1963 : Mr. Hong Hi Choi hosted a famous demonstration at the United Nations headquarters in New York.

1964 : On February the Taekwondo  Association was formed in Singapore. Also on this year Mr. Chong Lee introduce Taekwondo to Canada.

1965 : Mr. Hong Hi Choi led a goodwill mission of Taekwondo to West Germany, Italy, Turkey,  United Arab Republic, Malaysia, and Singapore. This was the basis for not only establishing Taekwondo Associations in these countries but also the formation of the "International Taekwondo Federation" (ITF).

1966 : Mr. Park Jong Soo introduced Taekwondo to the Netherlands. Also on this year Mr. Hong Hi Choi, lost his leadership of the KTA (Korean Taekwondo Association), because the South Korean government did not like a goodwill trip to North Korea by a Taekwondo demonstration team lead by Mr. Choi. Mr. Choi resigned on this year as a president of the KTA, and on March 22, 1966, he founded the International Taekwondo Federation ( ITF. ) in associations with Vietnam, Malaysia, Singapore, West Germany, the United States, Turkey,  Italy, the United Arab Republic, and Korea. The headquarters of the ITF eventually moved to Canada.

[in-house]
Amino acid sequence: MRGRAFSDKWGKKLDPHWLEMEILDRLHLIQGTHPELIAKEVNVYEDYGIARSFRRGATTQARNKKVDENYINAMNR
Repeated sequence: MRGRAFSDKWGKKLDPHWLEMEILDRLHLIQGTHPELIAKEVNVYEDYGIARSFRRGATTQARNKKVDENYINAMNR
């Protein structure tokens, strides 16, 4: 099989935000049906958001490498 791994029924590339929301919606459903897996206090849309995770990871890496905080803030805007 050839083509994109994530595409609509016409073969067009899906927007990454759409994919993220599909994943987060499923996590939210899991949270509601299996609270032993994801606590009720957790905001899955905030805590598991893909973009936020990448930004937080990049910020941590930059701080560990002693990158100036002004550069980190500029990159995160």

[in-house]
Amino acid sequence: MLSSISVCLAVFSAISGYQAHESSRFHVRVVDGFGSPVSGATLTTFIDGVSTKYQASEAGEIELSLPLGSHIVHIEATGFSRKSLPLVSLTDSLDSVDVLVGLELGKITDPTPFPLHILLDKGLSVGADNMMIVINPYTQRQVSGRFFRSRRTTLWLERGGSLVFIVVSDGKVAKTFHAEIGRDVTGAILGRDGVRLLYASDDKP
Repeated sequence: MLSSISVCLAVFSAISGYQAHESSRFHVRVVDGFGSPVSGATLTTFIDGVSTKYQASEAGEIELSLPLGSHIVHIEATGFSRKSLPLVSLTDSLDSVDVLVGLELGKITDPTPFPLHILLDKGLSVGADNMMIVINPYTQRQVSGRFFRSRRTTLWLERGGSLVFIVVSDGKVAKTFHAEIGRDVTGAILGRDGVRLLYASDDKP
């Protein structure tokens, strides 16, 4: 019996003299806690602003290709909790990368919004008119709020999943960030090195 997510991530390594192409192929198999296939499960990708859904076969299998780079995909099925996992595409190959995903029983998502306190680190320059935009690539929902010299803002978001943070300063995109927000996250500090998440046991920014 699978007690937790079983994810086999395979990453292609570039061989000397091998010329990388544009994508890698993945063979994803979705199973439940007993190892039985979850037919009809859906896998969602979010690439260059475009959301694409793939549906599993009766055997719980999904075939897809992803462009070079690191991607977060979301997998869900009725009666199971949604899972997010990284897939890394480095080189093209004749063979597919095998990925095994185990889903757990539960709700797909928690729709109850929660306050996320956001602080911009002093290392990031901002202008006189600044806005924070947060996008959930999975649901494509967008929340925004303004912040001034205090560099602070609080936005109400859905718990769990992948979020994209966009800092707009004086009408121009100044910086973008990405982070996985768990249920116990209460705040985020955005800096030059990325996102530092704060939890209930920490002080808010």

1967 : The Hong kong Taekwondo Association was formed. also on this year Mr. Hong Hi Choi visited the All American Taekwondo Tournament held in Chicago, Illinois, where he discussed expansion, unification, and policy of the United States Taekwondo Association with leading instructors. This visit led to the formal establishment of the U.S. Taekwondo Association (USTA) in Washington, D.C., on November 26, 1967. The USTA was superseded in 1974 by the U.S. Taekwondo Federation (USTF).

Korean Taekwondo & Japanese Karate :